Organic Lawn Care Guide:
For a Vital, Healthy, Safe, and Living Yard
Organic lawn and garden care is a safe, effective and responsible alternative
to the use of pesticides, herbicides and commercial fertilizers, all which may
pose a threat to human and environmental well-being. Advanced organic products
can be combined with traditional techniques to support truly healthy, vibrantly
green, lawns. Organic lawn care isnt perfect, but can be very effective against
weeds and pests. And really, do you want to have a chemicalized "golf-course"
lawn, or a living, healthy and safe yard where you and your family or pets,
and the neighborhood birds and squirrels, can safely play, lie or walk on?
- Use a High Quality Organic Fertilizer: Slow-release organic
fertilizers provide vital nutrients to grasses without risk of burning or
harming the grasses. These natural products help support the health and vitality
of the grass and soil, lengthening and strengthening grass roots, and helping
the grass fight off pests and disease. Commercial fertilizers may harm grass
and environmental health, leach soil nutrients, and foster persistent lawn
diseases like brown spot and snow mold. Most lawns only require a spring and
fall feeding, though stressed lawns can benefit from additional applications.
Organic fertilizers are cost-effective in the long-run, since they promote
better growing conditions, decrease need for pest controls, and require fewer
applications. Two recommended brands are Erth-Rite and WOW Plus. (See Sources,
- Apply Seaweed: Bathing your lawn and gardens with a liquid
seaweed is one of the best things you can do for them. Seaweed is loaded with
trace elements like iron, magnesium and zinc which support plant health and
root development, and help fight off fungal diseases. Whats more, seaweed
is dirt cheap! Monthly applications are recommended, but even fewer sprayings
will provide strong benefits. (See Sources, below)
- Water Deeply and Early in the Day: Lawns require about
one inch of water once per week. Light, frequent sprinklings encourage shallow
roots. The best time to water the lawn is early in the day. Watering late
in the day may encourage fungal invasion due to insufficient evaporation.
- Control Weeds Naturally: Improving lawn health will greatly
reduce weeds as grass can better compete against aggressive weeds. Weeds can
be removed by hand, or there are quality organic products which can control
crabgrass, dandelions, lambs quarters, purslane and other weeds, by way of
preventing the spread of feeder roots. (See Sources, below)
- Thatch or Rake and Aerate: Use a thatcher or iron rake
to remove thatch, which is compacted dead grass and grass clippings which
interfere with water reaching the roots. Ideally, this should be done in the
spring or early summer. Aeration, which removes plugs of dirt, helps increase
water retention and supports air circulation to grass roots. Once a year aeration
in the spring or very early summer or the fall is sufficient. Aerators can
be rented at rental stores and some garden centers, or alternatively hand
aerifiers are available. Walking in the yard while wearing golf shoes may
provide some mild benefits.
- Mow High: This is one of the most crucial steps you can
take to improve the health of your lawn, as a lawn mowed high supports grass
health, through shading the roots and preventing the drying out of soil, and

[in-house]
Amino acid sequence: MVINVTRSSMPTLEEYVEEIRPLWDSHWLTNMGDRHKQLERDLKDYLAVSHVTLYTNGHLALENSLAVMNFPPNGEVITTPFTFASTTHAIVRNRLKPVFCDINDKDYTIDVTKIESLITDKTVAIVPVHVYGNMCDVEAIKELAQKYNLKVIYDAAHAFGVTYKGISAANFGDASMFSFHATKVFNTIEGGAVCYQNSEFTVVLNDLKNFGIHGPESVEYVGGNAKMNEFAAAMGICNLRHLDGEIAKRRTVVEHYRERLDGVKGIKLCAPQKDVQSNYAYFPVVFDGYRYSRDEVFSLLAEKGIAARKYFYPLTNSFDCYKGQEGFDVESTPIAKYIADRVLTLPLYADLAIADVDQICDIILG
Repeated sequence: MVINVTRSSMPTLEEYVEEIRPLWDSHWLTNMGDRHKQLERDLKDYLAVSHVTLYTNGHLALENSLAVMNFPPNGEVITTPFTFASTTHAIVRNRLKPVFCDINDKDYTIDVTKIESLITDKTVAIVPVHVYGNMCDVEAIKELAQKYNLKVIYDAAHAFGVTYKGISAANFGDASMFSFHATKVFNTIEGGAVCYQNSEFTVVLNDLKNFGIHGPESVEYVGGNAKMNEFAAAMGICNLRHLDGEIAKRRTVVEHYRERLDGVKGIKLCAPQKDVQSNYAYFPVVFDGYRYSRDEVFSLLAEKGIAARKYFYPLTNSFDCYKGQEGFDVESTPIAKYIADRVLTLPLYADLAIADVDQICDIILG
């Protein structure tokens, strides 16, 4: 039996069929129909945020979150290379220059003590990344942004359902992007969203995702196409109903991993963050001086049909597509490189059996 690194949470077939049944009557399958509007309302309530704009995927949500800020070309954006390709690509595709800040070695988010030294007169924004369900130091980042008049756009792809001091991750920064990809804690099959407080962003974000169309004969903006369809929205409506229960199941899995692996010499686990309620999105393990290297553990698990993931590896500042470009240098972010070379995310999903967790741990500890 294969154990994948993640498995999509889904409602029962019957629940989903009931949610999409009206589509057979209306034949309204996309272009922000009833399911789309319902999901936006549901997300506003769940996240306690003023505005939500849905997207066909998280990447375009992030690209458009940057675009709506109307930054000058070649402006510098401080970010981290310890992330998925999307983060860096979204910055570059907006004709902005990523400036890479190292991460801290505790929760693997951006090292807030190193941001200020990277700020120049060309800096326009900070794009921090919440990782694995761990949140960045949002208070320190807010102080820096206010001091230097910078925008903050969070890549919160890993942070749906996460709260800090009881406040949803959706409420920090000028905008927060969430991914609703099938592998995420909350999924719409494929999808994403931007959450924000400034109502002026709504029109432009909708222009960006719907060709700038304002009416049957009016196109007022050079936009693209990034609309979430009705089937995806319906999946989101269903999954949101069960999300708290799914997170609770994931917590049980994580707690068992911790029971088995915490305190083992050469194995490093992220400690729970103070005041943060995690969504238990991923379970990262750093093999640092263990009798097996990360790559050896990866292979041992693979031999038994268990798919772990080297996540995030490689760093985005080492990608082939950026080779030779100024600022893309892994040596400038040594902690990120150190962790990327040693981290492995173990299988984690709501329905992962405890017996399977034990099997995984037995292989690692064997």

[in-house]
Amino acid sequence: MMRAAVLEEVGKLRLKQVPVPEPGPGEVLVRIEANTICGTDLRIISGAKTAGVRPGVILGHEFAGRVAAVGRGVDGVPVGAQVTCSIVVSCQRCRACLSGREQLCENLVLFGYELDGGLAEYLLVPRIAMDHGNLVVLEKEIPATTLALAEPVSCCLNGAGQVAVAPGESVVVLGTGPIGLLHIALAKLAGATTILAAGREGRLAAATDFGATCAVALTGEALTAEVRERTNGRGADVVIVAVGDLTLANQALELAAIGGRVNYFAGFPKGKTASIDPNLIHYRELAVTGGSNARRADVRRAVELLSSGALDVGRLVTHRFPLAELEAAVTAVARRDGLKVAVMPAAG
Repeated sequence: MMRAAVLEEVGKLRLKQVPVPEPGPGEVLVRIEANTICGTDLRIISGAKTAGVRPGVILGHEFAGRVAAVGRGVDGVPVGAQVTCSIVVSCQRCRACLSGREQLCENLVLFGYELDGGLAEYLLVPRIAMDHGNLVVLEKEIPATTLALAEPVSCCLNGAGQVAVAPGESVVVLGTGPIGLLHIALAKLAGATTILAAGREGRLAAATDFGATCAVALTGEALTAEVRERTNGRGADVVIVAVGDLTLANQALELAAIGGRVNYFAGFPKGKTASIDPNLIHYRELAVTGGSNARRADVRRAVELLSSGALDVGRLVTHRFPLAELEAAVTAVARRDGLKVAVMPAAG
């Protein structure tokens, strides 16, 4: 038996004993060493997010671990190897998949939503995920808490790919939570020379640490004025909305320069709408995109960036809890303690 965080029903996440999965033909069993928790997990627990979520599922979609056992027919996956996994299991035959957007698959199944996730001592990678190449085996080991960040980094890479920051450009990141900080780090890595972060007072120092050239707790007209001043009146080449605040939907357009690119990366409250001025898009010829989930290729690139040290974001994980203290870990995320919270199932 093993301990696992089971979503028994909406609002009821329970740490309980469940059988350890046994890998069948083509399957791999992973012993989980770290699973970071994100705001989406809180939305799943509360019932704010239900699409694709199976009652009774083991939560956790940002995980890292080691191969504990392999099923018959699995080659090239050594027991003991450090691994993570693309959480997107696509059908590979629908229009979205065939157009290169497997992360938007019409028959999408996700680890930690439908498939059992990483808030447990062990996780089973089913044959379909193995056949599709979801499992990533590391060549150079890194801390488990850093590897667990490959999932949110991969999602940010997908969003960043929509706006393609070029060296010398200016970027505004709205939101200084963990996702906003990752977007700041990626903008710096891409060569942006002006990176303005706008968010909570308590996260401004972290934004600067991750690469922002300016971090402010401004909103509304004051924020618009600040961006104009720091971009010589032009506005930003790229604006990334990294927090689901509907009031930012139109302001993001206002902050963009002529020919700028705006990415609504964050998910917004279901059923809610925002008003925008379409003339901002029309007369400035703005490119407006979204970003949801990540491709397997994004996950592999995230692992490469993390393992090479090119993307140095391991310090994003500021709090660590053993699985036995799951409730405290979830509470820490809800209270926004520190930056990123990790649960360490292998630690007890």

leads to lengthening of grass roots, strengthening the lawn. Perhaps most
importantly, longer grass blades discourage invasion by weeds and insects.
Set mower cutting height at 2.5 to 3 inches. Also, keep mower blade sharp
and avoid mowing wet grass. Leave clippings on lawn, unless they are very
long, to reduce fertilizer needs.
- Control Bugs Naturally: There are many safe ways to control
lawn and garden pests. Simply mixing dishwasher soap (try Seventh Generation
or other "natural" brands) with water and spraying on plants will take care
of many bugs. Grubs, fungus larvae, weevils and borers and other pests can
be eliminated with nematodes, a natural, biological control (See sources,
below). Put in a birdfeeder and birdbath as birds also eat up bugs. Vinegar
(3 tbsp. per gallon of water) can help control fungus.
- Overseed: Sprinkle grass seed throughout your lawn in the
spring and fall. This will help fill in bare spots and help choke out weeds.
If filling in bare areas, first loosen soil and spread peat moss, compost
or top soil. Walk over lawn to help push seeds into soil, then water.
- Check Soil pH and Add Lime (if needed): Soil pH may be
contributing to weed problems or poor grass health. Checking soil pH (once
every four years)--inexpensive testing by the county extension office is available--may
be worthwhile. Many Ohio soils (about 70%) could benefit by adding lime to
counter excess acidity. (Note: Elsewhere, if soil is too alkaline, sulphur
is usually recommended). Your county extension service wll usually make suggestions
based on testing. Having at least 10 earthworms per square foot of soil is
an indicator of soil health.
- Topdress: Adding compost to your lawn will greatly supports
its health. If you dont have your own compost, buy cow, sheep or chicken manure
and spread at a rate of about 100 pounds per 1,000 square feet. Should be
done once or twice a year, June through August.
Erth-Rite fertilizer and Maxicrop liquid seaweed are available at many natural
For organic fertilizers like WOW Plus, natural weed and pest control products
(including biological controls like nematodes) by mail order contact Gardens
Alive! at (812) 537-8650.
is copyrighted. No reprints without permission
Cyndi Norwitz / email@example.com
/ Last Modified: 4/27/98